3 Cloud Computing Stocks to Sell in July Before They Crash & Burn

Stocks to sell

Cloud computing continues to undergird much of America’s vibrant services sector. Many enterprises are making the switch from maintaining on-premises servers and resources to putting their data on remote cloud servers. While relying on distant cloud servers provides less autonomy, it does bring down certain costs. As a result, there are certainly some cloud computing stocks to sell.

The global COVID-19 pandemic was key growth driver in cloud migration. Many companies were forced to operate remotely, and some had to rely more on cloud-based products. Since 2023, there has been a lot of investor craze around artificial intelligence and machine learning. In particular, the launch of OpenAI’s ChatGPT really put the capabilities of generative AI into the spotlight. Now companies across the technology sector want a piece of pie and have pursued developments of their own AI-based products. Ultimately, the training of large language models (LLMs), which make generative AI what it is, relies on large amounts of computing power in cloud-centric data centers. That is all to say, AI technologies will be another key growth lever for cloud computing companies in the future.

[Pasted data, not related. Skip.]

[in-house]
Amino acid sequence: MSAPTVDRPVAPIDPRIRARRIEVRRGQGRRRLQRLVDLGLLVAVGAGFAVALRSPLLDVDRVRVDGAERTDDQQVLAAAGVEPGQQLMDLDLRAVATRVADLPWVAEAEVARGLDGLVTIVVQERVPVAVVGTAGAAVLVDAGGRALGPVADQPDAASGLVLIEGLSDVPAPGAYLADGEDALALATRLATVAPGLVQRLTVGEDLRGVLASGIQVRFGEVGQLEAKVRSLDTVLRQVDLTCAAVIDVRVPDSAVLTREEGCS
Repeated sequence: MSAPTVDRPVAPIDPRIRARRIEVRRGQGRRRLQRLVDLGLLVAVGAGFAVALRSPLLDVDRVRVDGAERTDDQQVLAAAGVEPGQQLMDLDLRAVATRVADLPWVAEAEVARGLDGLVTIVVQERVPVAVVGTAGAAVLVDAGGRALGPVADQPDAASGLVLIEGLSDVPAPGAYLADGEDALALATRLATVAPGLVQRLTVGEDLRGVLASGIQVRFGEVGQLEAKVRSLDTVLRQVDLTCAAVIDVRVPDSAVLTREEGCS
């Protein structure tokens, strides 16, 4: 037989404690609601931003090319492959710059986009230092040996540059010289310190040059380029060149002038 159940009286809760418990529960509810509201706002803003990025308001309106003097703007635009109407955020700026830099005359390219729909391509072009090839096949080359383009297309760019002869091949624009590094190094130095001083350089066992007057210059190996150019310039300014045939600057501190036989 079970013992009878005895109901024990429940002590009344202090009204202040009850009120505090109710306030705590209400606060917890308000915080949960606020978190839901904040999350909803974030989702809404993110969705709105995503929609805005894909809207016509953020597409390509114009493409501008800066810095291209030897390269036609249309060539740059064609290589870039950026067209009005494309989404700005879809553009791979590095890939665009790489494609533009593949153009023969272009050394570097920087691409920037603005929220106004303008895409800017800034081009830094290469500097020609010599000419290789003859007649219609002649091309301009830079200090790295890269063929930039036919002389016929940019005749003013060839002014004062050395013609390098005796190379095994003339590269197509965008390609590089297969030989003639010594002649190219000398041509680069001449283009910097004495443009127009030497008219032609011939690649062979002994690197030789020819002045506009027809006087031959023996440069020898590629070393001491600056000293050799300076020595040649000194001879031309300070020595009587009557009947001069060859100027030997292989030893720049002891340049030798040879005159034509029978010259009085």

However there are some companies in the space to stay away from, if you’re a public equities investor. Below are three cloud computing stocks to sell.

Cisco Systems (CSCO)

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Cisco Systems (NASDAQ:CSCO) was key to providing the networking infrastructure that made the internet what is today. The firm’s “Agile Networks” business sells switches and routers, which form the basis of private and public networks. Moreover, Cisco’s “End-to-End Security” product segment includes cloud-based cybersecurity offerings that keeps business networks secure from outside cyber threats. Cisco has also built some of the important components that go into modern-day servers that power cloud networks. The company’s durable 8000 series routers help companies create and manage their on-premises and public cloud infrastructure.